But I think the more significant reason for removing Stormont is a planned reshaping of Ireland post-Brexit.
Since the collapse of the institutions talk of a united Ireland has come centre stage. For years while the DUP and Sinn Fein sat in government such talk was rarely heard. Under the GFA the issue of a united Ireland was held to have been settled until a majority decided otherwise. Republicans did not want to upset their partners in government by pushing their ultimate goal. Now all bets are off and it’s a burning issue again, as is the Irish language.
Could it be that the removal of the institutions was also needed to allow for the development of some form an all-island structure as part of the final Brexit settlement?
Pundits suggest that the British establishment don’t know what they are doing with Brexit, they are incompetent and have made many mistakes. All that is based on the assumption that what the British government say in public is a true representation of their real direction of travel ie they are telling us the truth and not concealing their true intentions from us. Is the British government normally this transparent?
I’m reminded of the famous scene in the Godfather film where Santino is slapped down by his father, Don Corleone, for speaking his mind at a meeting of the Mafia’s Five Families.
‘Never tell those outside the family what you are thinking,’ says the Don.
It’s the same for governments engaged in negotiation, especially old imperial powers like Britain.
Closer alignment with Ireland
Brexit has brought together the political agendas of the Irish and the British states in a way that has never been seen since before partition. British politics are now discussed daily in the Irish media and vice versa.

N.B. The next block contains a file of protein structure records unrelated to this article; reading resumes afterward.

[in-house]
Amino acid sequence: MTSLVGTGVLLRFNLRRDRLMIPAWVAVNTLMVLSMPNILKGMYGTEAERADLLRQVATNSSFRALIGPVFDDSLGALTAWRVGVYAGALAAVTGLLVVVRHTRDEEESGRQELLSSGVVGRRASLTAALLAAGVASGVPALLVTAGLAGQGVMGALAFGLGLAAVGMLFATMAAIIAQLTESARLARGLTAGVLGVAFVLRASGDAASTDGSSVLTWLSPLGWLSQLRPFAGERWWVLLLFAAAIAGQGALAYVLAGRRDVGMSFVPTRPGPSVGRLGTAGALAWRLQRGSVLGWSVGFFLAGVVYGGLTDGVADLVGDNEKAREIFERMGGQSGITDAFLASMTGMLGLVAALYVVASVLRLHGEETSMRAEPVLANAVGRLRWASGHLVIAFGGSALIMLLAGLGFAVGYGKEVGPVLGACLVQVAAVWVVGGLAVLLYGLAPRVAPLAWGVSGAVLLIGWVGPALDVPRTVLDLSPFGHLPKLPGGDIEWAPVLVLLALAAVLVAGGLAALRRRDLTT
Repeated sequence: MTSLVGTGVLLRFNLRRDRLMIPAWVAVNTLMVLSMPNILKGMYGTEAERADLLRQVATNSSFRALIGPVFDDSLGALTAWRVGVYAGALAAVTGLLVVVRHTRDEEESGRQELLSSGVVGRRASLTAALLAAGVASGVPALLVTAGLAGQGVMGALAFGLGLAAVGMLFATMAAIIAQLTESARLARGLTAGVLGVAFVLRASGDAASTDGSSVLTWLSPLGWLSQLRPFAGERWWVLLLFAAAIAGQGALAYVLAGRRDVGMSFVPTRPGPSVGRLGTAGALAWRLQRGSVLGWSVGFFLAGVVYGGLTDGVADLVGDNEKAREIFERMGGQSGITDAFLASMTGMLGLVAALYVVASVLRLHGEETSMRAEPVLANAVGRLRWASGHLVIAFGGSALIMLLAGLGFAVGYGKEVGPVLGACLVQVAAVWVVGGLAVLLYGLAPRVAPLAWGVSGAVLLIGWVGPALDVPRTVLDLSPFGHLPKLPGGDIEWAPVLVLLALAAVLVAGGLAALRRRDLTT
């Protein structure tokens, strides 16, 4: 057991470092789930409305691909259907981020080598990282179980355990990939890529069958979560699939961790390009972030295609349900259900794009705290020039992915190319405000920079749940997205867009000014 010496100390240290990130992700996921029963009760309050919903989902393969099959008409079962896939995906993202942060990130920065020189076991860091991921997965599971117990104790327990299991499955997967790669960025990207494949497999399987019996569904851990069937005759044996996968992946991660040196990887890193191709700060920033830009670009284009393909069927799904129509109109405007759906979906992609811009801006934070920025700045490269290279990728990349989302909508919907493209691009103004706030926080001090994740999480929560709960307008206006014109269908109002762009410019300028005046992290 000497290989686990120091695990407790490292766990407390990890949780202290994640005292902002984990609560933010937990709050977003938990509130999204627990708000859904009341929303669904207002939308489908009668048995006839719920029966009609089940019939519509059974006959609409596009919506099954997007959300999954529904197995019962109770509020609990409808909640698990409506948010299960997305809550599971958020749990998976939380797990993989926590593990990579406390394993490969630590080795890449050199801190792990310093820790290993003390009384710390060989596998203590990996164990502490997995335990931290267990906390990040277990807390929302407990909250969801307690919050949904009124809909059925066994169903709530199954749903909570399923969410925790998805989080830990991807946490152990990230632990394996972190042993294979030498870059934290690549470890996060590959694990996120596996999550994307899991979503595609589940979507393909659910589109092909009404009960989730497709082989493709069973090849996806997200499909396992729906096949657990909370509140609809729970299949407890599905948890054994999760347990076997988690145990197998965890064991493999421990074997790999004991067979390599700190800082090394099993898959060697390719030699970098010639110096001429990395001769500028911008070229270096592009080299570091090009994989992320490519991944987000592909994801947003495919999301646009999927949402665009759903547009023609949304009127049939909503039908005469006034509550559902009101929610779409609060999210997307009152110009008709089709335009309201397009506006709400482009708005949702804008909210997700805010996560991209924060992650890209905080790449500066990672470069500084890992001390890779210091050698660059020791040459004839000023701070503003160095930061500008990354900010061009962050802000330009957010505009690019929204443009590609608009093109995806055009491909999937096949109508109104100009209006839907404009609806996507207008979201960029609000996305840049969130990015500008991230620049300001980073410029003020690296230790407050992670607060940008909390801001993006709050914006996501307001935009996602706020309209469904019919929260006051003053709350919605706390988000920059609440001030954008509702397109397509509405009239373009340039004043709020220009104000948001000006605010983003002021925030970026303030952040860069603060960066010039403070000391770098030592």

Despite the apparent disagreements between the two governments Brexit has thrown up how closely linked are the interests of the two states.
In addition Northern Ireland has become the focus of attention in Britain that was last seen during the Home Rule crisis. The needs of two percent of the UK’s population appears to be holding the entire negotiation process to ransom. This is very much a double-edged sword.
Backlash and realignment
While Northern Ireland interests are apparently respected currently – because of the vital role the DUP play in keeping the Tories in power – how much longer will this continue? Do we really believe the British government would have been so attentive to Northern Ireland’s interests in Brexit if unionists had not held the balance of power in Westminster?
The question is: What will happen when the DUP no longer hold the balance of power? Will there be an almighty backlash against this arrogant backwater that caused so much trouble in the negotiations? I think so.
I suspect then that all the pigeons will come home to roost. Then the British establishment will push for a dramatic realignment in Ireland. Unionism will have no assembly and no power at Westminster to stymie any such moves. The British establishment will also be eager for revenge for all the times they had to bite their tongues and humour Arlene Foster and Nigel Dodds. They will partner with the Irish government in creating some form of an all-island structure that will have close relations with Britain.
Unity in name only
Irish nationalists and republicans should not lick their lips in anticipation because this creation will have Britain’s stamp all over it. It will be a highly centralised, neoliberal construct where the banks and corporations will call the shots.
With the north cowed, the only obstacle now in the way of this construct is the battle that is currently being waged in the republic for the heart and soul of Ireland. This is between the people – so badly oppressed by the EU troika and their traitorous government – and the forces of the bank-owned state. If this battle is lost then Ireland, north and south, will become a low wage gulag for the Anglo-American empire.
Perhaps only then will the people in Ireland, north and south, unionist and nationalist, at last find common cause and truly unite.